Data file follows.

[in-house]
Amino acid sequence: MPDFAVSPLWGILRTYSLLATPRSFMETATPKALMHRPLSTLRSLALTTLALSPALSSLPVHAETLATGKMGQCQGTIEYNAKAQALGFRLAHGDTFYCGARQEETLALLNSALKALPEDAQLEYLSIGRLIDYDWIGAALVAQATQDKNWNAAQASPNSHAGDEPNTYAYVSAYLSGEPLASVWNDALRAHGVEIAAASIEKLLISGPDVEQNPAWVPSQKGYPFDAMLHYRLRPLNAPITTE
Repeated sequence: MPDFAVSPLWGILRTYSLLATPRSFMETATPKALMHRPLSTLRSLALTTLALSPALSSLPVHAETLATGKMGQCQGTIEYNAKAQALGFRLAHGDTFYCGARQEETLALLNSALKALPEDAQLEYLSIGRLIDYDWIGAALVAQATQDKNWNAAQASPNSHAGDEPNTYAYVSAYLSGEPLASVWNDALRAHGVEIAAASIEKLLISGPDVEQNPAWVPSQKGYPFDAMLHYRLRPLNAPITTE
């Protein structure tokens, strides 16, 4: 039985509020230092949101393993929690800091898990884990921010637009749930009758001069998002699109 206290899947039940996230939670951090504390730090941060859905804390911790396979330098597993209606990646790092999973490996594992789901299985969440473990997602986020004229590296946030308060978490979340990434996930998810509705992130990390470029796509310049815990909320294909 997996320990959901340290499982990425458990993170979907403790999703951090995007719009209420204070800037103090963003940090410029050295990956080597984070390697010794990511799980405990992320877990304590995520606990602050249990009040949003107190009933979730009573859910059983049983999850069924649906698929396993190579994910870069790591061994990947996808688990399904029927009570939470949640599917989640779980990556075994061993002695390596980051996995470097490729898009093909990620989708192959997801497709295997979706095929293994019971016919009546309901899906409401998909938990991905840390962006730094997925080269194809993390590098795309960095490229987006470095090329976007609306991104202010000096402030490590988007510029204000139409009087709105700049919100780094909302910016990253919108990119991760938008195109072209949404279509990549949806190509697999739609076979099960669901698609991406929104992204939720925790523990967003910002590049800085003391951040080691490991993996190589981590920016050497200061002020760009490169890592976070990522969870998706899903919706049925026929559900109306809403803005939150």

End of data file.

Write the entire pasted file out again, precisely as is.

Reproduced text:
[in-house]
Amino acid sequence: MPDFAVSPLWGILRTYSLLATPRSFMETATPKALMHRPLSTLRSLALTTLALSPALSSLPVHAETLATGKMGQCQGTIEYNAKAQALGFRLAHGDTFYCGARQEETLALLNSALKALPEDAQLEYLSIGRLIDYDWIGAALVAQATQDKNWNAAQASPNSHAGDEPNTYAYVSAYLSGEPLASVWNDALRAHGVEIAAASIEKLLISGPDVEQNPAWVPSQKGYPFDAMLHYRLRPLNAPITTE
Repeated sequence: MPDFAVSPLWGILRTYSLLATPRSFMETATPKALMHRPLSTLRSLALTTLALSPALSSLPVHAETLATGKMGQCQGTIEYNAKAQALGFRLAHGDTFYCGARQEETLALLNSALKALPEDAQLEYLSIGRLIDYDWIGAALVAQATQDKNWNAAQASPNSHAGDEPNTYAYVSAYLSGEPLASVWNDALRAHGVEIAAASIEKLLISGPDVEQNPAWVPSQKGYPFDAMLHYRLRPLNAPITTE
């Protein structure tokens, strides 16, 4: 039985509020230092949101393993929690800091898990884990921010637009749930009758001069998002699109 206290899947039940996230939670951090504390730090941060859905804390911790396979330098597993209606990646790092999973490996594992789901299985969440473990997602986020004229590296946030308060978490979340990434996930998810509705992130990390470029796509310049815990909320294909 997996320990959901340290499982990425458990993170979907403790999703951090995007719009209420204070800037103090963003940090410029050295990956080597984070390697010794990511799980405990992320877990304590995520606990602050249990009040949003107190009933979730009573859910059983049983999850069924649906698929396993190579994910870069790591061994990947996808688990399904029927009570939470949640599917989640779980990556075994061993002695390596980051996995470097490729898009093909990620989708192959997801497709295997979706095929293994019971016919009546309901899906409401998909938990991905840390962006730094997925080269194809993390590098795309960095490229987006470095090329976007609306991104202010000096402030490590988007510029204000139409009087709105700049919100780094909302910016990253919108990119991760938008195109072209949404279509990549949806190509697999739609076979099960669901698609991406929104992204939720925790523990967003910002590049800085003391951040080691490991993996190589981590920016050497200061002020760009490169890592976070990522969870998706899903919706049925026929559900109306809403803005939150």